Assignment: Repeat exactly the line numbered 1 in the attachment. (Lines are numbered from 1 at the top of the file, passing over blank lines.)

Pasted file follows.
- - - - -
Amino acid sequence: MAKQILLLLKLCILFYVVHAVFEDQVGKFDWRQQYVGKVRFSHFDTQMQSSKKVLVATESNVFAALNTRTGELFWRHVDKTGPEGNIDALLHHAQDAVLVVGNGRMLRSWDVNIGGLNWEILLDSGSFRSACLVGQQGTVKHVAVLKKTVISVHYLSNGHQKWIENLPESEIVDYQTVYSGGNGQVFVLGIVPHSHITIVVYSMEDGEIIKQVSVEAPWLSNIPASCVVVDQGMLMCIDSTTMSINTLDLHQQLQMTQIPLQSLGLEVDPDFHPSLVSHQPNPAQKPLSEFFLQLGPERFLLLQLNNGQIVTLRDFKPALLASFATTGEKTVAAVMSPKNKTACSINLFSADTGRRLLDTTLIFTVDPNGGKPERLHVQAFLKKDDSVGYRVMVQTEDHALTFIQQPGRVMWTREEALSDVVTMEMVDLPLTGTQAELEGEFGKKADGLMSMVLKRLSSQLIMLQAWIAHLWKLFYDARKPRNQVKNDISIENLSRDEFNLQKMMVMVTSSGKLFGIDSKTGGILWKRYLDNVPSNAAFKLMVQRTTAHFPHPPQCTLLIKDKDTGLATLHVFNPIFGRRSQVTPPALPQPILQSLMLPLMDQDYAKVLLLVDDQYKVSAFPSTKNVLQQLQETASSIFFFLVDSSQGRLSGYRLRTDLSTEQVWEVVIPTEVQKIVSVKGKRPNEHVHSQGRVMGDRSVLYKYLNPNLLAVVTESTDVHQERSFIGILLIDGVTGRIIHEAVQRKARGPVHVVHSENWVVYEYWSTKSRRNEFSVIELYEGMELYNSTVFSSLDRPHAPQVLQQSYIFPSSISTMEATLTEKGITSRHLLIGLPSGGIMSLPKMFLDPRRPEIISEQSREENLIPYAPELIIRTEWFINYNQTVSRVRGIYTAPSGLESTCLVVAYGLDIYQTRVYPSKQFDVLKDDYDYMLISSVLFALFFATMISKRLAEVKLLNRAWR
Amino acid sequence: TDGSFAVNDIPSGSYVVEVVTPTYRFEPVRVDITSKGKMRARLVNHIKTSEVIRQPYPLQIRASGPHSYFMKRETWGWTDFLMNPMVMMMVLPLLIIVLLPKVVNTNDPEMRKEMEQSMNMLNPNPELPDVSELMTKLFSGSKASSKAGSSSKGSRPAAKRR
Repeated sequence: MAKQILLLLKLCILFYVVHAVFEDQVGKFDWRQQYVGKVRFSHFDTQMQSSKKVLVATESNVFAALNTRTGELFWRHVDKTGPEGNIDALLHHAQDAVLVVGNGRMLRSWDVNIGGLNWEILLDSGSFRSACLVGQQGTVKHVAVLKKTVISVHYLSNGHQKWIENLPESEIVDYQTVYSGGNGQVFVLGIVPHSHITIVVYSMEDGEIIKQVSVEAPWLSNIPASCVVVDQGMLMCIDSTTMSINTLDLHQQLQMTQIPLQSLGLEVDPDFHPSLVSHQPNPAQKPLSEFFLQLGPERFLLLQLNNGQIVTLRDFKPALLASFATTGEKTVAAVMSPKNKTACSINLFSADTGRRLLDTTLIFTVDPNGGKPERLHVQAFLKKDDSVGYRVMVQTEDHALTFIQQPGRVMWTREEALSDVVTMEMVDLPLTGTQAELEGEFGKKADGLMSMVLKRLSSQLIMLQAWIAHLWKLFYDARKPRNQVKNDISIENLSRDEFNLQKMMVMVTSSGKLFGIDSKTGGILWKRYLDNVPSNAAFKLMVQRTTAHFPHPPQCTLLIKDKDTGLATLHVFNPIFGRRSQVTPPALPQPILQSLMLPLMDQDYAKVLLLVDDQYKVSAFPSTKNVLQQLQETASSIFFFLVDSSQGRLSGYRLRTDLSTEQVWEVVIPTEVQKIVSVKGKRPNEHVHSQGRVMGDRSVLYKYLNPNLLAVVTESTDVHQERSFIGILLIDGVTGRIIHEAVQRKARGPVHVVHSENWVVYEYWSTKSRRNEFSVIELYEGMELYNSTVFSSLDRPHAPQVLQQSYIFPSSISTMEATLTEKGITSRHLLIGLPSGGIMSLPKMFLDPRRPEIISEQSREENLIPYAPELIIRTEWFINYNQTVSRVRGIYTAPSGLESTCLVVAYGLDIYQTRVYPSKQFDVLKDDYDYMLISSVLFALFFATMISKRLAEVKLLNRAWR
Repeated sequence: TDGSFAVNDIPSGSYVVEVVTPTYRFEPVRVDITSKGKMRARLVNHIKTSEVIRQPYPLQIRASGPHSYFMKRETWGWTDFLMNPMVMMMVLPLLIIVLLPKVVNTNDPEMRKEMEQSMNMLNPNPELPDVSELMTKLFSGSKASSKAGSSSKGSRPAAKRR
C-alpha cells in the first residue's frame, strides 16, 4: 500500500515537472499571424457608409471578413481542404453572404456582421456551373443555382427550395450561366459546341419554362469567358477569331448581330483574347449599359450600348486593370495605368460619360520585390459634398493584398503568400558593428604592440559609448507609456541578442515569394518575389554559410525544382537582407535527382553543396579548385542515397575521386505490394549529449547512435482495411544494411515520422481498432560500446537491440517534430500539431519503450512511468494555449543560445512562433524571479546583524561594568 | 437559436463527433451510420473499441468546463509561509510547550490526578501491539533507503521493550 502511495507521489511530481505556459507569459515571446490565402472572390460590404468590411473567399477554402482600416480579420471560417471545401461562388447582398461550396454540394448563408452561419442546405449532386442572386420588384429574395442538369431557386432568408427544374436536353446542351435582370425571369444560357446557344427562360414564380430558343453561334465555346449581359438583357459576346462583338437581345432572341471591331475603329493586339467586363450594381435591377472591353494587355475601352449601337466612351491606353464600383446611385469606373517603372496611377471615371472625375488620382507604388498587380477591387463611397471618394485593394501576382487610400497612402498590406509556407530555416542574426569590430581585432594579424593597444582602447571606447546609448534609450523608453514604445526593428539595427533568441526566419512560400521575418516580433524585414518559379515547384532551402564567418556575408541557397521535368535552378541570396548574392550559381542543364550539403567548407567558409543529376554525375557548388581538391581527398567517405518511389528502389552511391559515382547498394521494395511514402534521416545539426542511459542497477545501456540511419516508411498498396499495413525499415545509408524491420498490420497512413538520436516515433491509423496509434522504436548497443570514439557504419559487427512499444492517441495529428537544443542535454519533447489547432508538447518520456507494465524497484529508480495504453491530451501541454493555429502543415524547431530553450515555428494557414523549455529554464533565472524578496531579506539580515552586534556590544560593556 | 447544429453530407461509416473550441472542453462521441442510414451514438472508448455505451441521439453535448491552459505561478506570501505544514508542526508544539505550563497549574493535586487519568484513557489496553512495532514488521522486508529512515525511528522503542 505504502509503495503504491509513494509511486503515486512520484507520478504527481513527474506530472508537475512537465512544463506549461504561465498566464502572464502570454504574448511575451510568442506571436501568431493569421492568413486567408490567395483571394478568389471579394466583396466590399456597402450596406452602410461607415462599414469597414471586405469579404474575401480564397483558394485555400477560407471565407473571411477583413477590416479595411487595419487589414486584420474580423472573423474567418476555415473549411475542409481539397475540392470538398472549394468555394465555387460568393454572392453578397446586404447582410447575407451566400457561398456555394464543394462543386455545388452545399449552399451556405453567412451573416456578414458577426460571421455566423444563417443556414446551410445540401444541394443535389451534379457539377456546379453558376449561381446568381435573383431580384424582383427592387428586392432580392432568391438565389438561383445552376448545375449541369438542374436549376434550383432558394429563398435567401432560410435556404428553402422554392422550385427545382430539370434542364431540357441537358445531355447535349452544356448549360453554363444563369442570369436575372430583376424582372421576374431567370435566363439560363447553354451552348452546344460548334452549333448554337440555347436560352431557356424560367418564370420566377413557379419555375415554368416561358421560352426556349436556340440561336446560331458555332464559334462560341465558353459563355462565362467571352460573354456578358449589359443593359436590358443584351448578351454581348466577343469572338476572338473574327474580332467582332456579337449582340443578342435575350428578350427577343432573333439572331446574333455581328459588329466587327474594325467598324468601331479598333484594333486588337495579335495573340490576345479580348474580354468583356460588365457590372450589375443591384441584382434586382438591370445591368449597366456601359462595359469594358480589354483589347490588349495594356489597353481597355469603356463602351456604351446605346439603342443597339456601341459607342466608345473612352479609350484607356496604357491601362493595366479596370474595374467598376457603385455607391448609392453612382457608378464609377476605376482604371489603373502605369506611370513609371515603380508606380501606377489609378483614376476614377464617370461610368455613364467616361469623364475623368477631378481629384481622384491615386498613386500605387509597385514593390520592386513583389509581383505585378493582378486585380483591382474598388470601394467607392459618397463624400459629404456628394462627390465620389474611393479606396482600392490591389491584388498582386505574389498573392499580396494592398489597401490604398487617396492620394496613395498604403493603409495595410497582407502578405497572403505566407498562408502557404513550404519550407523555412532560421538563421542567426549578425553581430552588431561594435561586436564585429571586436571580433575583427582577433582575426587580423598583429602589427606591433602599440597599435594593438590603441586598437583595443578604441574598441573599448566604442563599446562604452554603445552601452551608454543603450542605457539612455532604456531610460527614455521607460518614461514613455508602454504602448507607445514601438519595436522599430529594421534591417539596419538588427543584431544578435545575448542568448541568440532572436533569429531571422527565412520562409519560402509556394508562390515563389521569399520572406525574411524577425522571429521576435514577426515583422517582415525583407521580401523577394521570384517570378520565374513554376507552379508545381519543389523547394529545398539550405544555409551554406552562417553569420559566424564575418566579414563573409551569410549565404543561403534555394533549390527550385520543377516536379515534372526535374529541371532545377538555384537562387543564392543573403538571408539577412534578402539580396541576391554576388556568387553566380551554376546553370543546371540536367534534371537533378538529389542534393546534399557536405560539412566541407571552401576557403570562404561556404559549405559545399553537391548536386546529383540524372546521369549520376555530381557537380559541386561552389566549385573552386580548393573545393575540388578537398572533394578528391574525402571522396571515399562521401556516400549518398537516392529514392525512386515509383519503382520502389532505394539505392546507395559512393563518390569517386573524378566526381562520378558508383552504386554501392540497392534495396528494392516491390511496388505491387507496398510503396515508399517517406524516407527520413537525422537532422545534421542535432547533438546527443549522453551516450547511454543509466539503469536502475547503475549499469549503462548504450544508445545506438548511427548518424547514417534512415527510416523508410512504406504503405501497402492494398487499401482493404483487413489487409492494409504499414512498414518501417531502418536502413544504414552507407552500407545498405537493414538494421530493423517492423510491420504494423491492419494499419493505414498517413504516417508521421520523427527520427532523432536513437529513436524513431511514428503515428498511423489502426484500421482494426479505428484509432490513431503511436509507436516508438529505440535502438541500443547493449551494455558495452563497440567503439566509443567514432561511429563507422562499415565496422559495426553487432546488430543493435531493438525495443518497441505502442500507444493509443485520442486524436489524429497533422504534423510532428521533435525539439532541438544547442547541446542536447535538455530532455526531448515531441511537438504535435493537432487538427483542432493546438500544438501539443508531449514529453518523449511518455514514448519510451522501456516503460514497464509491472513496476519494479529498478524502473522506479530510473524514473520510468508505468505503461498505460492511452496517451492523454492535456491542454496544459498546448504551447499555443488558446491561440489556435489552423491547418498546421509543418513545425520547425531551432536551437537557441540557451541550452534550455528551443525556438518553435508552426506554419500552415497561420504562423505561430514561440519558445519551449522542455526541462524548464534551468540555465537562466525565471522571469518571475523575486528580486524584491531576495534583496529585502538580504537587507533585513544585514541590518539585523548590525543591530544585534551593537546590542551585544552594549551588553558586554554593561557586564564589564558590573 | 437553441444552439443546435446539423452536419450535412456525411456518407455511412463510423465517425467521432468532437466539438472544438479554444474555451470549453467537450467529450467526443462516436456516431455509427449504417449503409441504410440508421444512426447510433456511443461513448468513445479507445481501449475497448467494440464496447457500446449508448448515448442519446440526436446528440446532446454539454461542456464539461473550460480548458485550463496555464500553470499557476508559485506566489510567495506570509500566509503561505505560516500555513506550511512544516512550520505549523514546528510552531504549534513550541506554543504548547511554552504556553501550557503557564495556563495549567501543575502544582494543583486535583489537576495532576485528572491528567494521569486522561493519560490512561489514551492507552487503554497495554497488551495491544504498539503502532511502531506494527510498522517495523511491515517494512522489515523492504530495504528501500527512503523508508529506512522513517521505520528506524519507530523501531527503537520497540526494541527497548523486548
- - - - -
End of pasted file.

Amino acid sequence: MAKQILLLLKLCILFYVVHAVFEDQVGKFDWRQQYVGKVRFSHFDTQMQSSKKVLVATESNVFAALNTRTGELFWRHVDKTGPEGNIDALLHHAQDAVLVVGNGRMLRSWDVNIGGLNWEILLDSGSFRSACLVGQQGTVKHVAVLKKTVISVHYLSNGHQKWIENLPESEIVDYQTVYSGGNGQVFVLGIVPHSHITIVVYSMEDGEIIKQVSVEAPWLSNIPASCVVVDQGMLMCIDSTTMSINTLDLHQQLQMTQIPLQSLGLEVDPDFHPSLVSHQPNPAQKPLSEFFLQLGPERFLLLQLNNGQIVTLRDFKPALLASFATTGEKTVAAVMSPKNKTACSINLFSADTGRRLLDTTLIFTVDPNGGKPERLHVQAFLKKDDSVGYRVMVQTEDHALTFIQQPGRVMWTREEALSDVVTMEMVDLPLTGTQAELEGEFGKKADGLMSMVLKRLSSQLIMLQAWIAHLWKLFYDARKPRNQVKNDISIENLSRDEFNLQKMMVMVTSSGKLFGIDSKTGGILWKRYLDNVPSNAAFKLMVQRTTAHFPHPPQCTLLIKDKDTGLATLHVFNPIFGRRSQVTPPALPQPILQSLMLPLMDQDYAKVLLLVDDQYKVSAFPSTKNVLQQLQETASSIFFFLVDSSQGRLSGYRLRTDLSTEQVWEVVIPTEVQKIVSVKGKRPNEHVHSQGRVMGDRSVLYKYLNPNLLAVVTESTDVHQERSFIGILLIDGVTGRIIHEAVQRKARGPVHVVHSENWVVYEYWSTKSRRNEFSVIELYEGMELYNSTVFSSLDRPHAPQVLQQSYIFPSSISTMEATLTEKGITSRHLLIGLPSGGIMSLPKMFLDPRRPEIISEQSREENLIPYAPELIIRTEWFINYNQTVSRVRGIYTAPSGLESTCLVVAYGLDIYQTRVYPSKQFDVLKDDYDYMLISSVLFALFFATMISKRLAEVKLLNRAWR